DSC Arminia Bielefeld Struggle for Survival in Bundesliga 2
DSC Arminia Bielefeld’s dramatic late equaliser against St. Pauli has become just the latest example of the unpredictable nature of the club at this current point in their history.
Arminia’s return to the second tier of German football has been turbulent for most of this season. A sensational start to the campaign with only two defeats from eight, left them sitting as high as 3rd in the Bundesliga 2 table; however, this success was just as quickly undone with seven consecutive defeats, tumbling Arminia down the table to serious relegation territory. However, their slump finally ended with a shocking 4-1 thumping of title-challengers Greuther Fürth, but this promising result served to raise more questions about Arminia’s form, as it demonstrated that the club is capable of both the ridiculous and the sublime.
On occasion, Arminia have shown themselves to be quite capable of competing at the 2. Bundesliga level, though perhaps their early season success led to some naivety about the challenges of playing at a higher level. 11 of the 38 goals Die Blauen have conceded have occurred after the 75th minute; additionally, Arminia have dropped a staggering total of 10 points after taking the lead in matches. This trend is exemplified by moments such as the conceding of a last minute equaliser at home to fellow relegation rivals Dynamo Dresden in the final game before the Christmas break when a crucial three points looked all but secured. Arminia is having to learn the lesson in securing results the hard way.
The concession of a late goals is part of larger defensive struggles that have plagued Arminia this season. They currently have the worst defensive record in the league, conceding 5 goals more than the table’s bottom side (Engerie Cottbus) with Arminia’s lone highlight being a clean sheet secured earlier in the season at St Pauli. However, the club is hopeful about loan signing Vujadin Savić from Ligue 1 side Bordeux, who will add some defensive solidity during the Rückrunde.
In stark contrast, scoring goals has not been a problem for the Ost-Westfalen side, who have found the net 29 times this season. This rate is impressive, especially considering that only SC Paderborn and Union Berlin, two successful Bundesliga 2 sides, have better strike rates than Arminia. Their standout goal threat thus far has been Fabian Klos, who has adapted to the Bundesliga 2 with ease, with 5 goals and 4 assists, despite being ruled out for a few matches during the Hinrunde because of injury. Such form is sure to attract attention from bigger sides, which may tempt Klos away this summer if Arminia’s from does not show significant improvement by the season’s end.
If there is a man who has the potential to bring improvement to this side, it is surely current coach Stefan Krämer, who was appointed two years ago when Arminia were engaged in a 3 Liga relegation battle. This relegation escape was no easy task as Arminia were in the midst of a free-fall down the ranks of German football, despite having been a somewhat regular fixture of the Bundesliga including an extended period from 2004 to 2009. Krämer’s impact was immediate as he galvanised the side, steering them clear to safety while also winning the Westfalen Cup in his first half season in charge.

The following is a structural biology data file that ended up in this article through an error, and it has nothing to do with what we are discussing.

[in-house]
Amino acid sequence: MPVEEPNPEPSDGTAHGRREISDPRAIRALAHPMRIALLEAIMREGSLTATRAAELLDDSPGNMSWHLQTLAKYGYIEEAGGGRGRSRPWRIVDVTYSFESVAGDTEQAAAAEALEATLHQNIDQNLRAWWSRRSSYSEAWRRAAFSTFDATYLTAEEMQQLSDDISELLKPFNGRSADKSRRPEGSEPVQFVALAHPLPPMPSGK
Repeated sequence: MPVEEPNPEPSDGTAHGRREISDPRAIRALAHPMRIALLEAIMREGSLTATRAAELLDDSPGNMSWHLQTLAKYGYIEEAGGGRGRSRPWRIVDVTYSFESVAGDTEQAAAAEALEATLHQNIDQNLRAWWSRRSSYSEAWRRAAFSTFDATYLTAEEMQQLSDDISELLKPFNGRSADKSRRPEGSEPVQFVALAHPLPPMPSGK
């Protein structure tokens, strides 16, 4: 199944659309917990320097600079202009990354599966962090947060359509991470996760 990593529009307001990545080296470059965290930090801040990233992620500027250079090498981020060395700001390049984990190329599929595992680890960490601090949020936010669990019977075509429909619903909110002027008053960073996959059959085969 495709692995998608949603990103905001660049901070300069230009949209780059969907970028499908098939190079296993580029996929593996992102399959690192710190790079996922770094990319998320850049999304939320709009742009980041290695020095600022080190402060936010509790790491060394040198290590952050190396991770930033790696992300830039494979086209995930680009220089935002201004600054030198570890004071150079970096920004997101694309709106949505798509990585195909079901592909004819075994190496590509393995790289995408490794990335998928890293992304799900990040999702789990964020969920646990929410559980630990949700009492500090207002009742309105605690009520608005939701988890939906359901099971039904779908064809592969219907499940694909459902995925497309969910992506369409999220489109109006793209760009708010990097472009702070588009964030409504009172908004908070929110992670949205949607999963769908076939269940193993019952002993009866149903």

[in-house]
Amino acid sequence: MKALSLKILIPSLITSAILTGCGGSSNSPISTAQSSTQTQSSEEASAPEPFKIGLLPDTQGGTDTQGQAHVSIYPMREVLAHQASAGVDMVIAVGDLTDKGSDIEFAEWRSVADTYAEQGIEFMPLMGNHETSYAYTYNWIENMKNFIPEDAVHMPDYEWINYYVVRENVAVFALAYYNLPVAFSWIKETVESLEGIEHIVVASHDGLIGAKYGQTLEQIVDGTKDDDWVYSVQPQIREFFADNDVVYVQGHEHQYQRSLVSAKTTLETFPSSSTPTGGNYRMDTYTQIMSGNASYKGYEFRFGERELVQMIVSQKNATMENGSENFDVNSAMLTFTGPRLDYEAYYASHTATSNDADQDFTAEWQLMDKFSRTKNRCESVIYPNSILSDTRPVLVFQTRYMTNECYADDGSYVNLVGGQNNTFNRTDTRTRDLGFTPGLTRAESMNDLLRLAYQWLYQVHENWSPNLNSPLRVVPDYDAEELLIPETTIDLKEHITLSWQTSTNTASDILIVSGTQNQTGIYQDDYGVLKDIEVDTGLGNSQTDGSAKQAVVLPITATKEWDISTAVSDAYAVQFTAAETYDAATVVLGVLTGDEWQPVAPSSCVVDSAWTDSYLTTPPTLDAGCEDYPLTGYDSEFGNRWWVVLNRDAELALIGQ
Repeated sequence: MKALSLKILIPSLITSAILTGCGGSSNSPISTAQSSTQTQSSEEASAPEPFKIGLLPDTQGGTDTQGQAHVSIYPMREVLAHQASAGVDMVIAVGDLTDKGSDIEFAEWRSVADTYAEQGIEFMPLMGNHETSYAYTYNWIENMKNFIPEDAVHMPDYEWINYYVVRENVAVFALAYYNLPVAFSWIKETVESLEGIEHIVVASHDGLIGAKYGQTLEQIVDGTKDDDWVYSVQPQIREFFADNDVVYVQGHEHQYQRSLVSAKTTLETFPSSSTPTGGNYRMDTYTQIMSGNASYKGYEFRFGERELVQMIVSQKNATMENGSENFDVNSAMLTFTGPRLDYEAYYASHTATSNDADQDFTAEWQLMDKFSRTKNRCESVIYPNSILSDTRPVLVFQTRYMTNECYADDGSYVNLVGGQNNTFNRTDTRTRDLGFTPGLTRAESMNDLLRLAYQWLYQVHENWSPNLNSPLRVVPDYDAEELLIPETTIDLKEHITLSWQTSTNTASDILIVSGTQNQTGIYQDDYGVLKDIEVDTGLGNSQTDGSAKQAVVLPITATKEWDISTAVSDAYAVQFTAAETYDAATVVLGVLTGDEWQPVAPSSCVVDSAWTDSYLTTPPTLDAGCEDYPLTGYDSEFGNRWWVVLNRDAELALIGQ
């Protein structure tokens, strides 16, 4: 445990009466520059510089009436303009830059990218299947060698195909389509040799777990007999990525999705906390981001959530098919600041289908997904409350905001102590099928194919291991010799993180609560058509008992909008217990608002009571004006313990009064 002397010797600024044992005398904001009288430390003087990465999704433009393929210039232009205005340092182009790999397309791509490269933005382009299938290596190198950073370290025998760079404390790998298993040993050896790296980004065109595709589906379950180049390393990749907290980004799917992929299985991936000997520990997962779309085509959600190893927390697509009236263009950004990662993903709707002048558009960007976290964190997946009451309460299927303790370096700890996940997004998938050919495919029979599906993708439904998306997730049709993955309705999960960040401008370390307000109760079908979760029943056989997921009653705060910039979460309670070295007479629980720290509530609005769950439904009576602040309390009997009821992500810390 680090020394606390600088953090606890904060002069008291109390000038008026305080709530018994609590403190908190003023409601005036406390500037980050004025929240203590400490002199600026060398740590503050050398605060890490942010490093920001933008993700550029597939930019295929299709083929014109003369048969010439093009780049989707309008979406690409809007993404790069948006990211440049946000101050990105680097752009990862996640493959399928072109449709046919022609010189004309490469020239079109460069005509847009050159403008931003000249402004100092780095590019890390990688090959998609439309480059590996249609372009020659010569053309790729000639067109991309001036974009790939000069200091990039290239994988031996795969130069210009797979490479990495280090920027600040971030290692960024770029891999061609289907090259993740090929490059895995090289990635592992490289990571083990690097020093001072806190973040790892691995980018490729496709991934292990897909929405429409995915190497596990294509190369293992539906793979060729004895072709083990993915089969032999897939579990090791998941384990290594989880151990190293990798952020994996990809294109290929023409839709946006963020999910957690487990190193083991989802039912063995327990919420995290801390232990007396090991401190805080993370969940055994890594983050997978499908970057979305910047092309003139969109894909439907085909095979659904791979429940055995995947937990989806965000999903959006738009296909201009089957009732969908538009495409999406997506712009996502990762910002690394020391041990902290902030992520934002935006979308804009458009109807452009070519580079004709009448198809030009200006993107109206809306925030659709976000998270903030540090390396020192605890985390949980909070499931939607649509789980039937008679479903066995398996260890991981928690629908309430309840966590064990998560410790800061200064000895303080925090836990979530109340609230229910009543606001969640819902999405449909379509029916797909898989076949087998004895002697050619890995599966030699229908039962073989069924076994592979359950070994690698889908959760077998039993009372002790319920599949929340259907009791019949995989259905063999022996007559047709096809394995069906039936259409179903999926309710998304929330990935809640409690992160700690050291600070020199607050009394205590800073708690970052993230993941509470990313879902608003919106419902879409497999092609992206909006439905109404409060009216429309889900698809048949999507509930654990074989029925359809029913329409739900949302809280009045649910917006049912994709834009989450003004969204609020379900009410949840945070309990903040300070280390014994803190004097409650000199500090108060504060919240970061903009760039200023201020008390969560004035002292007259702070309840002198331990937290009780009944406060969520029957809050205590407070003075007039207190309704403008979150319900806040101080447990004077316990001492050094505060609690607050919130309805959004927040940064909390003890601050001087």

In Krämer’s first full season in charge, he lifted the side to 2. Bundesliga promotion, while also contending for the 3.Liga title with Karlsruhe up until the season’s final week. That season was highlighted by a thrilling, but ultimately disappointing loss to Bayer Leverkusen in a DFB Pokal match that gave supporters an early glimpse of what Krämer’s side was capable of against tougher opposition. It was this evidence of improvement that led the club’s hierarchy to keep faith with Krämer during Arminia’s early season troubles this season – something the administration would be wise to do again as Ariminia fight off relegation once again.
For Arminia though, it is not simply the prestige of playing in a higher league that concerns the club. Financial trouble, which mounted from the costs of redeveloping the stadium at the Bielefeld Alm, followed by the financial repercussions of two relegations, has left the club in a position of steep debt, a situation familiar to many clubs who sit a distance away from the top echelons of German football. A trimming of the wage bill and a new sponsorship deal have somewhat stabilised the situation, but it is the place in the Bundesliga 2 and the vastly superior advertising and TV revenue that it brings is what is most important to the club, making anything other than league survival almost unthinkable. Fortunately, the club has been well-supported during home matches at Die Alm, drawing an average attendance of roughly 17,900 spectators per game.
For the moment, Arminia sit level with three other sides (Inglostadt, Erzgebirge Aue and Dresden) tied on 22 points, who make up two of the relegation places. The competitive nature of the league is apparent as even Fortuna Düsseldorf only sit at 10th place – a mere 4 points clear of safety. In a league so closely contested, a run of consecutive wins for any of the sides in the bottom half of the table should see them clear of any danger.
DSC Arminia Bielefeld are as well-equipped as any side to survive in the Bundesliga 2 this season, though based on their recent history nothing is can be certain for the inconsistent Die Blauen. Remember, we are talking about a team who has been promoted to the Bundesliga on seven occasions and played 9 seasons in third tier of German football. Expecting anything other than a topsy-turvy ride would be foolish.